Welcome to Monday, where China is on high COVID alert as Lunar New Year celebrations kick off, Tonga reels from a massive underwater eruption, and a veteran FBI agent may have found out who betrayed Anne Frank to the Nazis. Meanwhile, Russian daily Kommersant recounts how Kazakhstan has passed from one strongman to another.
[*Sundanese - Indonesia]
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🌎 7 THINGS TO KNOW RIGHT NOW
• COVID update: China is on high alert as travel begins for Lunar New Year celebrations; travels now have to report their planned trips before arrival. France’s parliament has voted to turn its health pass into a vaccination pass, meaning vaccination (and not a negative COVID test) are required to go to restaurants, cultural and sports venues as well as for long-distance travel. And the chairman of Credit Suisse, Antonio Horta-Osorio, has been forced to resign after it was revealed he twice broke COVID quarantine protocol.
• Suspected Houthi drone attack in Abu Dhabi: A drone strike by Yemen's Iranian-backed Houthi rebels is suspected to have killed three near the airport of the United Arab Emirates capital. The attack also included three tanker trucks carrying fuel.
• Ukraine’s Poroshenko returns to face treason charges: Former president Petro Poroshenko was greeted by thousands of supporters after returning to Ukraine to face treason charges in a criminal case he blames on his successor, Volodymyr Zelensky. The clash comes as Ukraine faces the threat of a Russian invasion after a week of failed talks between Moscow and Washington.
• Texas synagogue taker was British citizen, 2 arrested in UK: Malik Faisal Akram, a 44-year-old British national, was identified as the hostage-taker in an 11-hour stand-off at a synagogue in Texas. Akram was killed, and the four hostages released unharmed.
• Tonga damaged following underwater volcano eruption: The Pacific Island nation of Tonga was hit by massive eruptions that started last week from the Hunga-Tonga-Hunga-Ha'apai volcano that triggered tsunami waves. The amount of damage is unclear, as Australia and New Zealand have sent planes to assess the situation.
• Djokovic’s Australia visa ban: Unvaccinated Serbian tennis star Djokovic was deported from Australia on Sunday after a long battle over whether he could compete in the Australian Open. But Prime Minister Scott Morrison said that under the right circumstances, the three-year ban could be shortened. Meanwhile, he’ll have a hard time participating in the French Open this spring, as the country just announced that all athletes competing in the country have to be vaccinated.
• UK island looks for a new “monarch”: It may be true that no man is an island, but that doesn’t mean you can’t be in charge of one. Piel Island, off the coast of Cumbria, is looking for a new “monarch” to manage its 300-year-old pub and the 50 acres of land, including a camping area and 14th-century castle for a 10-year lease. Of course, the position comes with a unique coronation ceremony: Alcohol is poured over the new royal’s head.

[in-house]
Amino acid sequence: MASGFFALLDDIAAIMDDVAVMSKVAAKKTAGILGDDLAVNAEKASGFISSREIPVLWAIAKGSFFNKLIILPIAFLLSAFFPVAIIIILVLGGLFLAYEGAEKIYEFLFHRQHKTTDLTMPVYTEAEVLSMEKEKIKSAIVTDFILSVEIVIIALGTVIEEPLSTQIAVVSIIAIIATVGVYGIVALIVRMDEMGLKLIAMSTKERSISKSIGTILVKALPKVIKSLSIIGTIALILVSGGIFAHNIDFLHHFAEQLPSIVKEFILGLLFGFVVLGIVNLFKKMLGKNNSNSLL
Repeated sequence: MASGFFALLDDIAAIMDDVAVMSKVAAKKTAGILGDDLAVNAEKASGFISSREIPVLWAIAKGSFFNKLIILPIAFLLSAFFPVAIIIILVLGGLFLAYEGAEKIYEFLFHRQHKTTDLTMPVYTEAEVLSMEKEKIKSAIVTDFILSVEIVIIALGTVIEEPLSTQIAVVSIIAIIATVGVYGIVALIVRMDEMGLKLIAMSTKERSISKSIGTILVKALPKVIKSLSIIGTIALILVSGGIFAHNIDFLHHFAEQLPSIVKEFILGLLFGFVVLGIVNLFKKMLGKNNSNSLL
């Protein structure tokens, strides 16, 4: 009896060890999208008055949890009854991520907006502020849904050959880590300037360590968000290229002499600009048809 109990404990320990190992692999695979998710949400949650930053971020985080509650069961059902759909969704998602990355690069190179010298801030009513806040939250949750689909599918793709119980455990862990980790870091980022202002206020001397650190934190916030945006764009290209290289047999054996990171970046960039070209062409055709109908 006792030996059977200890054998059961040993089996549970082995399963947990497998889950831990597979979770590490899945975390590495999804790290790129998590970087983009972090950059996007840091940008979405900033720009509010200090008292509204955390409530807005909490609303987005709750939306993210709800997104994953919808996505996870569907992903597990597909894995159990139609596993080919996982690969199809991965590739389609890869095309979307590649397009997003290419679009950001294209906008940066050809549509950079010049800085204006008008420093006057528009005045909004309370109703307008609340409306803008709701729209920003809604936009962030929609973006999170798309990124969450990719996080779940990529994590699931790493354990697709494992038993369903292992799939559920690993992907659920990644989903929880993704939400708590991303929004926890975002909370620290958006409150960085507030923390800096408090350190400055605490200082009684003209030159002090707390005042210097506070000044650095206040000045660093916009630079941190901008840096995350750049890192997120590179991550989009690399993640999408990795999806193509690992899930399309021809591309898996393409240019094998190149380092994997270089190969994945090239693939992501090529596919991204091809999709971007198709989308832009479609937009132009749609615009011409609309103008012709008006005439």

🗞️ FRONT PAGE
Dutch daily De Volkskrant reports on the findings of a team of investigators, led by a veteran FBI agent, about the 1944 arrest of Anne Frank and her family who had been hiding in Amsterdam for two years during World War II. Using new technologies and artificial intelligence, the team determined there was a high probability that a Jewish notary named Arnold van den Bergh was the one who gave away the Frank family’s hiding place to the Nazis. The Diary of Anne Frank remains one of the world’s most widely-read books.
#️⃣ BY THE NUMBERS
China's birth rate dropped for a fifth consecutive year to hit a new record low in 2021 in spite of the government’s efforts to encourage couples to have more children in the face of a looming demographic crisis. The world’s most populous country reported 10.62 million births in 2021, in comparison to 12 million in 2020, with a birth rate of 7.52 births per 1,000 people according to the National Statistics Bureau — marking the lowest level since the founding of the People's Republic of China in 1949.
📰 STORY OF THE DAY
Kazakhstan, when one strongman replaces another
Violent unrest in Kazakhstan has resulted in a new authoritarian leader finally assuming proper power in the country. Kassym-Zhomart Tokayev promises a new way of doing things, but his methods are strikingly similar to his predecessor, write Vladimir Soloviev and Alexander Konstantinov in Russian daily Kommersant.
🇰🇿 Kazakhstan’s former president Nursultan Nazarbayev, who had ruled the former Soviet Republic with an iron first since its independence in 1991, finally stepped aside to allow his successor, Kassym-Zhomart Tokayev, to take power in 2019. However, Nazarbayev retained enormous influence behind the scenes. The real transfer of power is in fact happening only now, following large-scale unrest and protests around the country. What will happen is still uncertain, but this much is clear: strongman rulers are able to keep power in Kazakhstan, but they can't ensure its peaceful transfer.
💰 On Jan. 11, Tokayev declared an almost revolutionary slogan: to build a "new Kazakhstan." The wording alone indicates an intention to do away with the former Kazakhstan built by Nazarbayev. The protests that have rocked the country were ostensibly about an increase in gas prices, but they illustrate Kazakhs' frustration at a rising cost of living and massive inequality. Under Nazarbayev, a small elite accumulated huge wealth while the economy stagnated. Tokayev announced a policy of economic reforms.
❌ Tokayev's speech draws a firm line under the Nazarbayev era. He said directly that the old social contract, including the intra-elite contract, is over and that the groups that enriched themselves under the first president should accept the new rules of the game. To begin, they have to pay their dues to the people's fund. Apparently, this should be seen as an offer to the old elite — pay or we will deal with you.
➡️ Read more on Worldcrunch.com
“Confrontation does not solve problems, it only invites catastrophic consequences.”